“This may sound funny but I would say that my moral structure is based on Pinocchio, you know.”
– Roy Conli

I think what’s interesting about storytelling in general is that it changes throughout the years; I mean – you know – if you look at films from the 1930s, ‘40s, ‘50s, ‘60s – about every decade – you’re seeing major stylistic changes in how you tell a story. And I think that’s true as well for Disney animation. if you look at what was going on in the ‘40s with Bambi and Dumbo; and you go into the ‘50s with Peter Pan and Alice in Wonderland; then you go into the ‘60s with – you know – the great 101 Dalmations and The Jungle Book. You see, specifically, [that with] each decade, the storytelling is changing. So as we move now into this era, we are telling stories differently than we did 20 years ago. By the way I span 20 years; I’ve been with this studio for 21 years, so I was there when The Lion King was made. But, I think that the one thing we’re all very conscious of is the legacy of Walt Disney and the Walt Disney Company and the stories that we tell. So we’re always interested in making sure that we’re reaching the audiences of today; but even more importantly that we’ll be reaching audiences in the future, and that the stories that we’re telling today will have a certain quality that attracts people in the future. These will outlive us by years, and I’m very excited about that. There’s a major legacy element to what we do.

You’ve just mentioned that you’re very conscious of the whole Disney brand per se. Following up to that, how difficult is it really to hold on to the Disney soul?

It’s interesting, ‘cause I think we all are very conversant of our first experiences with Disney. You know, the very first film I can remember is Pinocchio. I went to a re-release in a little theatre and I can remember exactly what I felt as a kid in terms of laughs and loving Jiminy Cricket and – you know – getting terrified when swallowed by the whale and – you know – you’re feeling like you’re on this massive adventure. It’s just that my colleague Don Hall loves Peter Pan and remembers that as his first film. And Chris Williams loving Bambi – we all kind of have that root that is essentially a part of our history in an interesting way. So I think it’s really about finding your way in storytelling and making sure that what you’re telling in terms of a story is really cerebrating that spirit from our past.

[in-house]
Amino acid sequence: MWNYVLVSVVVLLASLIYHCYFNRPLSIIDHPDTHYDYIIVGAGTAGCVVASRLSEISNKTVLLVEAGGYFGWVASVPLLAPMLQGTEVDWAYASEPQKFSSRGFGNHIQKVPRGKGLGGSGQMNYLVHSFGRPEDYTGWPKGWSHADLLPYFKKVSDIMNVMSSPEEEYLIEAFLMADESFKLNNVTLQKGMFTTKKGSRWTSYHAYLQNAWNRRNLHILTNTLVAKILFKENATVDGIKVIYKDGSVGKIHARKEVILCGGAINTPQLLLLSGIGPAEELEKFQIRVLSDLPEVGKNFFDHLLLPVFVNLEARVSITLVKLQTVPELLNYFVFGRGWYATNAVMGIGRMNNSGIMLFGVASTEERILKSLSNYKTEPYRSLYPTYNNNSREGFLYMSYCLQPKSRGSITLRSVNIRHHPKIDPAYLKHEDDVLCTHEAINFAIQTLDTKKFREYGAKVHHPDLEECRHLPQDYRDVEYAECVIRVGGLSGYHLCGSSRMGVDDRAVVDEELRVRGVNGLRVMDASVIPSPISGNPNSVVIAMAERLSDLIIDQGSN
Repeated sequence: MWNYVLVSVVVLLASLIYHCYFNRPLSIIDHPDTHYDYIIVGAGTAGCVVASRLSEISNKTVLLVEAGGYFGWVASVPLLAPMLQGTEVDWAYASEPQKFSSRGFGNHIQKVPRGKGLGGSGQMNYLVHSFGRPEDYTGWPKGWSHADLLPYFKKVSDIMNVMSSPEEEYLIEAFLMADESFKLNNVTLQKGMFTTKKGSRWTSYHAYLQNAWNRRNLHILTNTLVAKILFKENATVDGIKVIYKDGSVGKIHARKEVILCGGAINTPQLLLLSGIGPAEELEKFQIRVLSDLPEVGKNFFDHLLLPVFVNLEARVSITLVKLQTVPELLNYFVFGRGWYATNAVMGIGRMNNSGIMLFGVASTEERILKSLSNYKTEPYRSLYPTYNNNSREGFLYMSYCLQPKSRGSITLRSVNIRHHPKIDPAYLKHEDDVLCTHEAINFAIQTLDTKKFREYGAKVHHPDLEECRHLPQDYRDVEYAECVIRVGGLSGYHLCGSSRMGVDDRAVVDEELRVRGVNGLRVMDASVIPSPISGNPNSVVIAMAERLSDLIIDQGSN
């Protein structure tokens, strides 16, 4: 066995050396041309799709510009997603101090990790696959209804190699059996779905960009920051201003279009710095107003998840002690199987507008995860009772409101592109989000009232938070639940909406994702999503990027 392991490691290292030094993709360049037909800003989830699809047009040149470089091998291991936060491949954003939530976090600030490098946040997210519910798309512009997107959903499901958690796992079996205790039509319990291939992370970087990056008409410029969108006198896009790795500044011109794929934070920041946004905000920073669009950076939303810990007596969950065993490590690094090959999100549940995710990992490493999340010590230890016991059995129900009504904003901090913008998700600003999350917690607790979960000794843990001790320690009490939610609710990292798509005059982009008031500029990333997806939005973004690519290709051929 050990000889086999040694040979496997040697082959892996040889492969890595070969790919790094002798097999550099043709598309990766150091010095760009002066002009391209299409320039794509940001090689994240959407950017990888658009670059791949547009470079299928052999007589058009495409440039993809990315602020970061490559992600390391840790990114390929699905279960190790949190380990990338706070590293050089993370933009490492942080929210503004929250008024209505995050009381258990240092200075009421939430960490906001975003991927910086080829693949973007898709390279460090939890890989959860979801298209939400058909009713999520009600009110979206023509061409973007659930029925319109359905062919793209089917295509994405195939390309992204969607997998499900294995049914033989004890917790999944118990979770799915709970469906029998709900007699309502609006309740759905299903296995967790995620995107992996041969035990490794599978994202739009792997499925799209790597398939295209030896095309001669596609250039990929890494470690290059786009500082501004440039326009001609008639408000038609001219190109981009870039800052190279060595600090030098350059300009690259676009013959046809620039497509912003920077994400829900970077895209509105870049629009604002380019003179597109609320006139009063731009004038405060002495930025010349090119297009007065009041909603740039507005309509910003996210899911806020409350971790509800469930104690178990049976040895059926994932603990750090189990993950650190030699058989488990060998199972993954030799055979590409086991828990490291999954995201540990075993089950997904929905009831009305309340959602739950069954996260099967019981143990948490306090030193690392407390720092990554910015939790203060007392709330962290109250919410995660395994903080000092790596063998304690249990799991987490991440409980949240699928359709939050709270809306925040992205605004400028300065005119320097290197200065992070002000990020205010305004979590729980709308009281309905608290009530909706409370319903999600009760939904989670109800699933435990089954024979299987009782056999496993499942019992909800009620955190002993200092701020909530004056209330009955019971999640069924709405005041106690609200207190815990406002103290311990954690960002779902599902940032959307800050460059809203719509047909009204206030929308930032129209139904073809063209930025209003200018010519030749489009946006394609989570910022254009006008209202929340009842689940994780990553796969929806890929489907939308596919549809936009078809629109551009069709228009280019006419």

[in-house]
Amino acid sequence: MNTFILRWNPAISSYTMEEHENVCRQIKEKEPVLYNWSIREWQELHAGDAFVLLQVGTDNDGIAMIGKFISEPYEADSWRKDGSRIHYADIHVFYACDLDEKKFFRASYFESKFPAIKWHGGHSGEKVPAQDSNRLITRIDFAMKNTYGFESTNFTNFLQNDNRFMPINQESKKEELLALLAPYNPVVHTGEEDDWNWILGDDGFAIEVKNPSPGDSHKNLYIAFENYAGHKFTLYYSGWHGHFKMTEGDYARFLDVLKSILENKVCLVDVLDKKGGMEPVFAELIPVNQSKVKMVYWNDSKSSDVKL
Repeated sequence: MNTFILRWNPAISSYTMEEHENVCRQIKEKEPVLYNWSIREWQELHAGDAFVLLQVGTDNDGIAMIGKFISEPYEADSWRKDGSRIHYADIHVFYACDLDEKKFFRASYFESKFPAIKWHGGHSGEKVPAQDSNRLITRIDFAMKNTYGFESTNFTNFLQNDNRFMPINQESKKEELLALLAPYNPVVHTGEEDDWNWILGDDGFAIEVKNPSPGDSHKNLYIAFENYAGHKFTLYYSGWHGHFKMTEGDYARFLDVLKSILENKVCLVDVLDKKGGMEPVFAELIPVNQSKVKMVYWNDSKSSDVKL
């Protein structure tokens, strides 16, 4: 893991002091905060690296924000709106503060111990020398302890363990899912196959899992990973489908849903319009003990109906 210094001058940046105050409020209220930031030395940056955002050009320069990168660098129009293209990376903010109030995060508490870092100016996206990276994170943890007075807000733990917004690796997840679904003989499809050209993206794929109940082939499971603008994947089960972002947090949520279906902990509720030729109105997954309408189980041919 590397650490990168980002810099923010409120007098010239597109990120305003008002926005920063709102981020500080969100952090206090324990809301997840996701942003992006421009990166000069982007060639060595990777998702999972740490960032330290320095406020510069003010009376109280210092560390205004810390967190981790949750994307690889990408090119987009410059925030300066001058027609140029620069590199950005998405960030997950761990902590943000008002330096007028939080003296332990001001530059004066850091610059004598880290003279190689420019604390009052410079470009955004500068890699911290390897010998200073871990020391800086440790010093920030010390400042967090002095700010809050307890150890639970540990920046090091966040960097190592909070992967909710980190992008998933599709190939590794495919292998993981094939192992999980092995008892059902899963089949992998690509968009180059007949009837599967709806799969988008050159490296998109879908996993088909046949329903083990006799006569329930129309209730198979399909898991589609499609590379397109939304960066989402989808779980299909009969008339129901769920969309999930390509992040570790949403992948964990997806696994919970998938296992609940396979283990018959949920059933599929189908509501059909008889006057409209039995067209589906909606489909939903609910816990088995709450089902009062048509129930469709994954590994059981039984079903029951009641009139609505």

That makes sense, because I remember the first Disney animation film I watched was The Lion King, and I – it’s – yeah. It’s a transcendent experience, if I may.

Oh absolutely. Absolutely. I mean I think that’s what’s great about Disney animation, that it can be a transcending experience. This may sound funny but I would say that my moral structure is based on Pinocchio, you know. I try not to lie, I try not to make a fool of myself, and I try to be a good boy. That’s essentially what Pinocchio taught me!

That probably goes to show Pinocchio’s made his point in cinema then!

Oh yeah! For me, to this day, I probably watch that particular film every few years, not only because I love to revisit that feeling I had when I was a kid, but also it is the most beautiful hand-animation in my mind. I mean, it’s just stunning animation.

Let’s change tracks here: there’s another completely curiosity-driven thing that I really wanted to ask. Now from what little I know, Disney acquired Marvel in 2009.